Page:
Last year, many industries around the world were plagued by high-risk security holes called Spectre and Meltdown. However, Spectre and Meltdown have not been fixed until now. Security researchers have also discovered a new SPOILER vulnerability in Intel processors that have not been fixed. This vulnerability is different from previous Spectre and Meltdown vulnerabilities. However, the new vulnerabilities discovered this time will not affect the ARM and AMD processors, that is, only the Intel series processors have problems.
Modern processors use speculation to perform automatic prediction and execution commands to improve efficiency, but design-level vulnerabilities can expose speculative execution. SPOILER is speculatively executed similarly to the Spectre series vulnerability that was exposed last year. The difference is that these two types of vulnerabilities work completely differently. Because Spectre and Meltdown are flaws in modern processor design, the SPOILER vulnerability is purely a weakness of Intel itself. The root cause of SPOILER is that there is a weakness in address guessing implemented by Intel’s proprietary memory subsystem, which is why it only affects Intel.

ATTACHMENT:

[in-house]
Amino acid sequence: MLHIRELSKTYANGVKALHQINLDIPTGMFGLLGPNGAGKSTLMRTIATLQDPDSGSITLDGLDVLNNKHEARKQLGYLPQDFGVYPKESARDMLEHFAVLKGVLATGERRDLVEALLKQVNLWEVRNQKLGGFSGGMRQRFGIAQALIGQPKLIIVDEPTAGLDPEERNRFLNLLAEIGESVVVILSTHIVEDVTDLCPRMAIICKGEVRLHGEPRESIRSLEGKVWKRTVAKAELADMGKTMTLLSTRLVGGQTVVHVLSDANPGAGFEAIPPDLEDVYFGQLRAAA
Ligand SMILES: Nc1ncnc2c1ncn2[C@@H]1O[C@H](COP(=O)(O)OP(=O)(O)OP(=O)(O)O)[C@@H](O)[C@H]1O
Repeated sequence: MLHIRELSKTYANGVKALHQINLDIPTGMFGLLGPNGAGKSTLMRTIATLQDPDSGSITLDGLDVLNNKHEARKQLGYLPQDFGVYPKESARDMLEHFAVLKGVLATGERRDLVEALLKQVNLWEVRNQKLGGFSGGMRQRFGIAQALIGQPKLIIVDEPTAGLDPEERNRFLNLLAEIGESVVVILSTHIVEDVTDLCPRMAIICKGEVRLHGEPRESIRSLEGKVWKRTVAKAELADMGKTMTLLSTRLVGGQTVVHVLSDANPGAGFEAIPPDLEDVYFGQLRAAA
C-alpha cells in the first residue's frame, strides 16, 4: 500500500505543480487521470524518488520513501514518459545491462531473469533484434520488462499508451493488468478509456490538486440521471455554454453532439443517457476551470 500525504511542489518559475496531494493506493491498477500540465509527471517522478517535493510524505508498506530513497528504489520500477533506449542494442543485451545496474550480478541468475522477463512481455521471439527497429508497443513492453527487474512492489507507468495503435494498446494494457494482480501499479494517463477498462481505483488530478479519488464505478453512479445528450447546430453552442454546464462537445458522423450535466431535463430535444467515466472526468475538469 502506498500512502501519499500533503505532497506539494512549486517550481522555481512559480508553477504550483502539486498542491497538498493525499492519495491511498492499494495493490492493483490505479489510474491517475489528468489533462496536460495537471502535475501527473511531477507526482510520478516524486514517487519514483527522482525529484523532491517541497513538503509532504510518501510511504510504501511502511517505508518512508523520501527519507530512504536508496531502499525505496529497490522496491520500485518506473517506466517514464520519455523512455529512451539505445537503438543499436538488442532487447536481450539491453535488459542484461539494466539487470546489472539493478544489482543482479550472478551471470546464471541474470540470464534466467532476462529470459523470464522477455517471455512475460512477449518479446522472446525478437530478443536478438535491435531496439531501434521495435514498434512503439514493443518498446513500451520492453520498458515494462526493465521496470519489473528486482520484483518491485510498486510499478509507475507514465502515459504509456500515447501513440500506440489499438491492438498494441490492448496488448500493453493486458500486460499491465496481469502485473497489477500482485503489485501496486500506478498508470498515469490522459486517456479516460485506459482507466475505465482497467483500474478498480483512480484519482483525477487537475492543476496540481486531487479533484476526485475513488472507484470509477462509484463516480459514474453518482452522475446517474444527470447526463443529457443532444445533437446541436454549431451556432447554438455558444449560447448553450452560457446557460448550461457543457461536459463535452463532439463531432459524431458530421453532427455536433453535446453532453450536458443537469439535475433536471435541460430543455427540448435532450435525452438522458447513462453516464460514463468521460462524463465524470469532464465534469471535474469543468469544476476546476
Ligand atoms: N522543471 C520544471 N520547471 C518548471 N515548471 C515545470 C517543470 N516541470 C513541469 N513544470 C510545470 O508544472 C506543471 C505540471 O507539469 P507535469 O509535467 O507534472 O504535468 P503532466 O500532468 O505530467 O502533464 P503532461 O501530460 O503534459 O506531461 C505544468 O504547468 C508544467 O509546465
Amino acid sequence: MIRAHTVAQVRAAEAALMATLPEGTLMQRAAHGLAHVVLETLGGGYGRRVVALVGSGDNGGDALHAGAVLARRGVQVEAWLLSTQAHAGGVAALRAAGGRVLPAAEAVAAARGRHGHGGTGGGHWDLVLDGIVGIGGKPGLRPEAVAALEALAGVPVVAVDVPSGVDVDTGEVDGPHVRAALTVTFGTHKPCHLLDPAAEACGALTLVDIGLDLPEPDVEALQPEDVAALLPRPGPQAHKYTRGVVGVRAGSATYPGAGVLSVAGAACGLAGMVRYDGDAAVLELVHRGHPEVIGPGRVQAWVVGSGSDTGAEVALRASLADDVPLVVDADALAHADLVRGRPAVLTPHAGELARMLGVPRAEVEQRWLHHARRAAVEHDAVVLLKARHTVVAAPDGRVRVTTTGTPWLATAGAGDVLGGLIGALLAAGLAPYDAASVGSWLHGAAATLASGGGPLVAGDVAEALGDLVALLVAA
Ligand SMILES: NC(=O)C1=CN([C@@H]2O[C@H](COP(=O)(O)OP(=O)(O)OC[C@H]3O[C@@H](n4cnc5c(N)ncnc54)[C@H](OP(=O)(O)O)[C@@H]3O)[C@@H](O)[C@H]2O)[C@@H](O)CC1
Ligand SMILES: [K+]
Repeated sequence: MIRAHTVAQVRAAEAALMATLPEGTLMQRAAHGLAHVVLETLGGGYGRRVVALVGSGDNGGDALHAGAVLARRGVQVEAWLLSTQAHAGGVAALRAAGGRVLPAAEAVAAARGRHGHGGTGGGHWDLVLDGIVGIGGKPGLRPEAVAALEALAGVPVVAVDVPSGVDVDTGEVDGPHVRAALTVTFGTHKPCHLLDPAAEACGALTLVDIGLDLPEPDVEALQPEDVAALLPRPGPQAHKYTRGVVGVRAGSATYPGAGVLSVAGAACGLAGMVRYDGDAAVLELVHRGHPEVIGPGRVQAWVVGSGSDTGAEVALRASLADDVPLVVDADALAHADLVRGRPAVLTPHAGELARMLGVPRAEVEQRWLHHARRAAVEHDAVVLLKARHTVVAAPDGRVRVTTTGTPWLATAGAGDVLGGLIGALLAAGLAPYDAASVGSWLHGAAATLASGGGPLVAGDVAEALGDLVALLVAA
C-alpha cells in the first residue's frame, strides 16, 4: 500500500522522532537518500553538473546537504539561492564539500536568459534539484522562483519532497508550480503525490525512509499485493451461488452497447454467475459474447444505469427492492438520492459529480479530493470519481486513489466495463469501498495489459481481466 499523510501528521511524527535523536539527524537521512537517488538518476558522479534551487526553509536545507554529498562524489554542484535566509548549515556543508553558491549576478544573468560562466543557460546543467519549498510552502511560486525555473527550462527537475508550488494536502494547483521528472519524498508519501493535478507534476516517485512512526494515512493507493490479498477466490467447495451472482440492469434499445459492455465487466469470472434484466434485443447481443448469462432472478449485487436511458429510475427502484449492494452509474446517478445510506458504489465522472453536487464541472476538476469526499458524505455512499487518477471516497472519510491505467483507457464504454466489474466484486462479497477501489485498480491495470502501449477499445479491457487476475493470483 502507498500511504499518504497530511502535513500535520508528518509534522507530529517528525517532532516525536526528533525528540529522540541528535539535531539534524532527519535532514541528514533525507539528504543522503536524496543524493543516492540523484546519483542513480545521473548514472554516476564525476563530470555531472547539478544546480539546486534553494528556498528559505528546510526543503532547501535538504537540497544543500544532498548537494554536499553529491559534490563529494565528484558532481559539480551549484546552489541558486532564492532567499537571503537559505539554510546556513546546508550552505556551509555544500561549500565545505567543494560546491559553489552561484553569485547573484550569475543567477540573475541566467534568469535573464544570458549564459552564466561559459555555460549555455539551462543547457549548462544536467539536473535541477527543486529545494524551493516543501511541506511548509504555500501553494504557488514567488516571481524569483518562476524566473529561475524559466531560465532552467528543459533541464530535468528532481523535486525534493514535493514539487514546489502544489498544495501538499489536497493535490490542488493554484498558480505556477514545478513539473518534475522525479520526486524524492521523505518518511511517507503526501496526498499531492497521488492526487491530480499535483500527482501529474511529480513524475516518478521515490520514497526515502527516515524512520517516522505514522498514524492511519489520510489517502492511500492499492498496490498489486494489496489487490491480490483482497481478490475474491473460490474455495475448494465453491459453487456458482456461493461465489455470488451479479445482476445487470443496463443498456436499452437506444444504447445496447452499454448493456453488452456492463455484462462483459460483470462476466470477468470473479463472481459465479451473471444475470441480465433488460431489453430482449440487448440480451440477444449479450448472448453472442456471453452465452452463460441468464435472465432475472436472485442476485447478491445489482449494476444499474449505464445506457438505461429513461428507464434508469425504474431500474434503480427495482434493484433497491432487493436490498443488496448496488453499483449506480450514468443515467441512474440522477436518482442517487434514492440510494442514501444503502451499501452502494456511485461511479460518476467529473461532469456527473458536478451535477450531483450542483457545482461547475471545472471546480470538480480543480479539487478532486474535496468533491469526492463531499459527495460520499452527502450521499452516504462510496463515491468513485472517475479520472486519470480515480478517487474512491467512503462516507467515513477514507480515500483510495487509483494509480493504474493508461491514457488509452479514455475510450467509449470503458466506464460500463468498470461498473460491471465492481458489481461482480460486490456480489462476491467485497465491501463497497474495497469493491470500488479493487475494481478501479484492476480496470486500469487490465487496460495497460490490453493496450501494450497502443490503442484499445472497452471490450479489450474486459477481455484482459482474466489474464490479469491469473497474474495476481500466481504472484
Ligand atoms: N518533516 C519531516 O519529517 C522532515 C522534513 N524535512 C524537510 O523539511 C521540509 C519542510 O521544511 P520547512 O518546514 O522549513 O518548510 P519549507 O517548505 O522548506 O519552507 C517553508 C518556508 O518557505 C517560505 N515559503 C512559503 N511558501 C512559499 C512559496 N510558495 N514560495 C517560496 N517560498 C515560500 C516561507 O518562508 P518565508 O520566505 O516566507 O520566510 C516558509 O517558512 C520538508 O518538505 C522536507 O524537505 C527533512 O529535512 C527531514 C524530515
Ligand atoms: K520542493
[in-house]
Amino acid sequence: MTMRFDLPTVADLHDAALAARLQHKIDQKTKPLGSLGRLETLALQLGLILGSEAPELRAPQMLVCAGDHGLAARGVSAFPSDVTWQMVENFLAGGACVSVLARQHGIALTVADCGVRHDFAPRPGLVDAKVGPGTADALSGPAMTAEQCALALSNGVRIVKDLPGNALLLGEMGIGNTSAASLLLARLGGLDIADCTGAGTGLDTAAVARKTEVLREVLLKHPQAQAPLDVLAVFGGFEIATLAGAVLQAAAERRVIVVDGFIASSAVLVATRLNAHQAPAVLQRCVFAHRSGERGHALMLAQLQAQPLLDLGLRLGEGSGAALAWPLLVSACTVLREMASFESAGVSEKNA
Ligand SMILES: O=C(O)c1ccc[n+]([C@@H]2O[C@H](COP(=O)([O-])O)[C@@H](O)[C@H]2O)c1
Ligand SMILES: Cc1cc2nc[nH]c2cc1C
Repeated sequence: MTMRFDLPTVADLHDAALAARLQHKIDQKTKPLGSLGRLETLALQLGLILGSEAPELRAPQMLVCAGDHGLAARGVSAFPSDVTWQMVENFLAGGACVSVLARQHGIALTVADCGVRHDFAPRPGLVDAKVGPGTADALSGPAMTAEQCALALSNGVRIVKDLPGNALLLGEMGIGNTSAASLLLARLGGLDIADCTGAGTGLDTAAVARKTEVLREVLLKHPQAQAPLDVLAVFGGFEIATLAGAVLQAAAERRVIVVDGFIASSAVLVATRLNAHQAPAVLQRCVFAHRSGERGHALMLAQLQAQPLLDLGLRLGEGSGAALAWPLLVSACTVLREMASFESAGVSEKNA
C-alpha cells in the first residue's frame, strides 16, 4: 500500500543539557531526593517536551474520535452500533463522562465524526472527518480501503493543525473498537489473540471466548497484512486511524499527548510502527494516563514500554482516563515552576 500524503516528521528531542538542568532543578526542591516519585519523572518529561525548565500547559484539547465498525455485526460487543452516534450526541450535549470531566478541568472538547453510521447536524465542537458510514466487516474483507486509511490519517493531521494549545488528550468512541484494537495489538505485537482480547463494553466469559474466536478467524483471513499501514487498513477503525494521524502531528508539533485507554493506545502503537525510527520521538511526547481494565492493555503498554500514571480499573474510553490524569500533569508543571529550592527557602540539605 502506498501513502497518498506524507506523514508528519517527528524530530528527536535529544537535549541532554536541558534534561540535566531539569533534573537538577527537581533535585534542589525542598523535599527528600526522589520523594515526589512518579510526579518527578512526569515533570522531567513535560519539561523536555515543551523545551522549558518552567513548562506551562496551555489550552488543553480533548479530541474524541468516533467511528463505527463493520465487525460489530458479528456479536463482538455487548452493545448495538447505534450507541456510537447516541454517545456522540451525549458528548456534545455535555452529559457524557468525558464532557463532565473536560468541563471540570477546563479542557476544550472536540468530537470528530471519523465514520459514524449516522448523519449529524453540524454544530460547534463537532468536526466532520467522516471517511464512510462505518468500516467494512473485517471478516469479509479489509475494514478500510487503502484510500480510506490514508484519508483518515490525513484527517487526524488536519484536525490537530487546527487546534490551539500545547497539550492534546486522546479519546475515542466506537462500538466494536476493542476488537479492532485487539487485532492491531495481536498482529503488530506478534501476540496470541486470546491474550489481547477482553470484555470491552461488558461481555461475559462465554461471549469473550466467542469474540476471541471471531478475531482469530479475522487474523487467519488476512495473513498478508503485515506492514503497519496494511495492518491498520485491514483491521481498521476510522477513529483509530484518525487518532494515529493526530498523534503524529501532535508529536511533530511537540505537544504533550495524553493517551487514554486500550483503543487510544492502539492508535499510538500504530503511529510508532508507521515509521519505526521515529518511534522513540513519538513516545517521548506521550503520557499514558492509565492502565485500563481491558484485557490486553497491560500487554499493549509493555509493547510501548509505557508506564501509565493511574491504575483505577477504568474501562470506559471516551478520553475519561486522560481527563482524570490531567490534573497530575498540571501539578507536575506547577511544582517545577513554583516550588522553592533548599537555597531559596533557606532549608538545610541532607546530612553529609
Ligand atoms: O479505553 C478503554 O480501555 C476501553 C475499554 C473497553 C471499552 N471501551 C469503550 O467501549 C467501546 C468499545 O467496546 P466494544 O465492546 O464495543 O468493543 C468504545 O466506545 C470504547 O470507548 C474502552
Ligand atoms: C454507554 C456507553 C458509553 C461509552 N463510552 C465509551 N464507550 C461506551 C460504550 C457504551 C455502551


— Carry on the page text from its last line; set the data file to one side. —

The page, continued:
Spectre and Meltdown holes are issues at the processor design level and therefore cannot be solved by software. Currently, the solutions provided by vendors can only be mitigated. Mitigation of vulnerabilities affects processor performance. Last year, it caused a lot of controversies, but such mitigation measures could not alleviate the SPOILER security vulnerability. Researchers say the vulnerability involves a novel micro-architecture leak that does not require any special permissions by interfering with the storage buffer after speculative execution.
Intel confirmed this vulnerability at the end of last year and told researchers that it will release patches to fix it, but Intel stressed that should be able to alleviate the vulnerability only. At least until now, Intel has not issued a public statement, so it is not sure whether the vulnerability can be fixed. Otherwise, it can only be gradually migrated by patching. In an interview, the researchers said that Intel’s response was very embarrassing because the memory subsystem involved could not be easily fixed by microcode. Obviously, if the microcode is repaired, it will affect the performance of the processor.